WNBA Team Ditches Kelly Loeffler for New Ownership
After a year of protests and objections to being under the ownership of former Senator Kelly Loeffler (R-GA), an anti-Black Lives Matter conservative, the Women’s National Basketball Association’s Atlanta Dream has been sold, the organization announced on Friday.
The WNBA green-lighted the sale of the team to Larry Gottesdeiner, chairman of the real estate giant Northland, whose co-owners are Northland Chief Operating Officer Suzanne Abair and former Dream superstar Renee Montgomery.
“With the unanimous WNBA and NBA votes, today marks a new beginning for the Atlanta Dream organization and we are very pleased to welcome Larry Gottesdiener and Suzanne Abair to the WNBA,” WNBA Commissioner Cathy Engelbert said in a statement. “I admire their passion for women’s basketball, but more importantly, have been impressed with their values. I am also thrilled that former WNBA star Renee Montgomery will be joining the ownership group as an investor and executive for the team. Renee is a trailblazer who has made a major impact both in the game and beyond.”
Gottesdeiner called it “a privilege to join a team of inspiring women who strive for excellence on the court and equity off the court” and that he “would like to express my gratitude to Commissioner Engelbert, Commissioner Silver, and the WNBA and NBA Boards of Governors for the opportunity.”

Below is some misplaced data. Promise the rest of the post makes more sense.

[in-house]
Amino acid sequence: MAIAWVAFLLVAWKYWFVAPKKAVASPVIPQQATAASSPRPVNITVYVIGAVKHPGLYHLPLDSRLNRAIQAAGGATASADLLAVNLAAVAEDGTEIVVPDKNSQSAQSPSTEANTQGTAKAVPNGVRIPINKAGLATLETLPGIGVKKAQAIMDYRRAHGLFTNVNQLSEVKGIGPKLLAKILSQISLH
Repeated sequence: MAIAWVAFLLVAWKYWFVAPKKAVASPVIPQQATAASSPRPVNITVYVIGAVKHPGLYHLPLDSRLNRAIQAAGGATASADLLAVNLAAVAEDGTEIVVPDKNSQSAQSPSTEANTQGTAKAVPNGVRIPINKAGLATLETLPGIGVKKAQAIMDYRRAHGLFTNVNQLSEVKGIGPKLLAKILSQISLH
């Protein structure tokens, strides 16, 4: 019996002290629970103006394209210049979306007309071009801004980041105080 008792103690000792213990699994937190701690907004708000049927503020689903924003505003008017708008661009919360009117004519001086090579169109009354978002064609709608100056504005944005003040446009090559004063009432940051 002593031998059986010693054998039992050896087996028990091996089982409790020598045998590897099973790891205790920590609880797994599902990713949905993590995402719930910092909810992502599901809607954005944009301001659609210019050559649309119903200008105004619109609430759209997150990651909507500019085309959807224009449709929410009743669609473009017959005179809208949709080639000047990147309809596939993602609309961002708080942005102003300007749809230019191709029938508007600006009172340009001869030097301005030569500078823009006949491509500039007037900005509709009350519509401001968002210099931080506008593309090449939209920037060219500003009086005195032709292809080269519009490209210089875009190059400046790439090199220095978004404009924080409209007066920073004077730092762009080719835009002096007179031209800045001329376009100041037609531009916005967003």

Montgomery, who recently retired with two championships under her belt, has had her sights set on owning a team for years, and “will be the first former player to become both an owner and executive of a WNBA team,” the WNBA noted.
“My Dream has come true,” said Montgomery. “Breaking barriers for minorities and women by being the first former WNBA player to have both a stake in ownership and a leadership role with the team is an opportunity that I take very seriously. I invite you to join me as the Dream builds momentum in Atlanta!”
Loeffler and her ex-partner Mary Brock, meanwhile, said that “ten years ago we stepped up to keep the Dream in Atlanta, as an important asset for a vibrant and diverse city. It was also important to us to help level the playing field for women’s professional sports. We are proud of what we accomplished and wish the team well in their next chapter. We will always value the hard work and dedication, and the memories, fans and friendships that sustained our commitment to the Atlanta Dream over the last decade.”
Loeffler lost her seat to Democrat Reverend Raphael Warnock in a hotly contested race in November’s election.